Similarly, “friends” may be two associated entities with a relationship of any kind. A “friend” need not be a single individual but may be a set of individuals grouped based on some attribute. For example, a “friend” can be all persons who work in a particular company, belong to a common organization, or reside in a certain geographic location. Also, a “friend” may be a set composed of all e-mail senders with a certain attribute, such as all senders with an address from mycompany.com. In this example, the mycompany.com address is the attribute of interest, but the attribute of interest can be any part of the address. For example, a Russian person may designate any person with an e-mail address ending in “.ru” as a “friend.”
As used in the present invention, a “friend” can be any type of entity, not necessarily a person, and “friend” and “associated entity” are synonymous, as is a “user.” For example, an “associated entity” may be a unique device identified in some way (such as a serial number), a kind of device, a set of computing devices operating within a local area network, or a collection of devices identified in some manner. A “friend” or “associated entity” or “user” of a social network may be another social network. An “associated entity” or “friend” as used in the present invention may be represented as a node on the social network map.
I. Determining Trust
To establish the trust policy for a particular social network, the amount of trust is quantified, and the amount of trust is then tied to the social distance map, which can be stored on a memory device in various formats. In this fashion, the level of trust between two associated entities is determined and a construct of the levels of trust is embodied by the relationships of the nodes evidenced on the social distance map. Trust is a key component in each of the applications described above. There are two major aspects to the trust associated with social maps, namely the amount of trust that exists between any two nodes of a social map and the amount of trust that exists between a node of a social map and the server/repository that stores and maintains the social map.
The following sections describe establishing these levels of trust within a social map.
A. Establishing Trust between Nodes of a Social Map
Each node of the social map typically represents an associated entity such as a user or a business. When one node wishes to see or connect to another node in the map, there are certain trust policies that need to be honored before such a connection can be made. The system of the present invention establishes, measures, and quantifies trust between two nodes of a social map.
1) Constructing a Social Network
A system of the present invention registers a list of all associated entities, including a list of all Alice's friends, a list of all Bob's friends, a list of all Jane's friends, and a list of all Tom's friends, resulting in a personal trust network map resembling a star constellation with many nodes and social relationships. The system may store that information in a repository, such as a server, that maintains a dynamic list of the trust relationships.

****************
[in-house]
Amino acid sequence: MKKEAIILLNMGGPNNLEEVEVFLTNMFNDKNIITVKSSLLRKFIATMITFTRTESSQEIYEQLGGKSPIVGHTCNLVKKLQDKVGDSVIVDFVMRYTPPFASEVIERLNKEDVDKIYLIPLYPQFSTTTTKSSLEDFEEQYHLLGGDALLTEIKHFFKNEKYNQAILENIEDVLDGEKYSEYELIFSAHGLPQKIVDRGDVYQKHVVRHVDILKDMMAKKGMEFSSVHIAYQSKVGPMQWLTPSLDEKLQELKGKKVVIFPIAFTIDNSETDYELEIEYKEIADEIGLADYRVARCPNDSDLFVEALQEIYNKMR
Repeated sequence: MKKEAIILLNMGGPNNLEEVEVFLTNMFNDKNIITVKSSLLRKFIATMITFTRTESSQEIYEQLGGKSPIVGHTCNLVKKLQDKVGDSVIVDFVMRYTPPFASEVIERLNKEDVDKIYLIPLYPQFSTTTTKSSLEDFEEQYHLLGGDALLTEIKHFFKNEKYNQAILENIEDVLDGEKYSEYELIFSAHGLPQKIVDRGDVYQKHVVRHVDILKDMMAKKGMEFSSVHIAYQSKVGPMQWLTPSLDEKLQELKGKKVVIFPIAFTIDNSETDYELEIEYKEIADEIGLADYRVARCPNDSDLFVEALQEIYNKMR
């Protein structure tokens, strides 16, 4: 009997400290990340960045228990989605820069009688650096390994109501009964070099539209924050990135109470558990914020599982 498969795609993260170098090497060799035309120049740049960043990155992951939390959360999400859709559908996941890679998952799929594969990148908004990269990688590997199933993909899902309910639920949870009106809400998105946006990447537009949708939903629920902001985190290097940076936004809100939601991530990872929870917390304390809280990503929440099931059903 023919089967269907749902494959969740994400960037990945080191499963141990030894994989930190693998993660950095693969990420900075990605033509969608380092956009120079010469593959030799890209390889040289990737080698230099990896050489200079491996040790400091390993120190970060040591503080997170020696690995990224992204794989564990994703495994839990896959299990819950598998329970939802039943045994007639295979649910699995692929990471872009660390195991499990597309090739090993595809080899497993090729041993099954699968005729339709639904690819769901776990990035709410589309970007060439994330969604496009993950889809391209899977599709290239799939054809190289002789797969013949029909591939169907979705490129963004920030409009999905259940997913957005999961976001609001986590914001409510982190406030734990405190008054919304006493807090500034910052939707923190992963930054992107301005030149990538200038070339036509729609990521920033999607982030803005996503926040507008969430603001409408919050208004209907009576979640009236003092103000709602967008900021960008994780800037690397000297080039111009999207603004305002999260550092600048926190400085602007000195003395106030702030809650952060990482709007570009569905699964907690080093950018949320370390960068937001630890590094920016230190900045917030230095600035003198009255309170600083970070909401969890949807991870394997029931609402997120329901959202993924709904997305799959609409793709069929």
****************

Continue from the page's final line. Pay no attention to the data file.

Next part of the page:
For illustrative purposes, consider an embodiment of the present invention that uses this mapped social network in a novel mechanism to combat SPAM (unwanted e-mail). If e-mail is sent by a friend, a friend of a friend, or a friend of a friend of a friend, and so on, it is less likely to be SPAM.
Upon the receipt of an e-mail, the e-mail application used by the recipient queries a repository to see if the sender's e-mail address matches anyone in the recipient's personal trust network and determines if the e-mail passes his SPAM filtering criteria. If it does, the e-mail is permitted to pass into the inbox. However, if the e-mail is received from an e-mail address outside the personal trust network of friends, it is more likely to be SPAM. In that case, and in accordance with the recipient's preferences, the e-mail can be dealt with in another way, for example by moving the e-mail to a junk mail folder and the like.
For example, the associated entity could be designated based on some attribute. A person interested in information pertaining to Russia, for instance, might want to receive e-mail sent from any Russian e-mail address. In this case, his associated entities could be the set of all senders with Russian addresses. In this example, the Russian e-mail address is the attribute that defines an associated entity. In
a) Social Network Map
The notation H(a,b) represents the number of hops between two nodes, a and b, within a social network map. For example, H(Alice, Bob) is equal to one, and H(Alice, Tom) is equal to three.
2) Assigning Social Distance
Social distance can be used to set a fuzzy trust policy for a variety of applications. It can be a subjective measure. A fuzzy trust policy recognizes more than simple true and false values. With a fuzzy trust policy, propositions may be represented with degrees of trust based upon the social distance. Social distance is a value assigned by one associated entity, A, to a directly-connected associated entity, B, within a social network to reflect the degree of trust that A has in B. Social distance is directional and asymmetrical. The social distance from A to B and the social distance from B to A are not necessarily identical, or even correlated. The former is assigned by A based on his degree of trust in B. The latter is assigned by B based on his degree of trust in A. To properly model behavior, the system of the present invention permits directional and asymmetric trust relationships.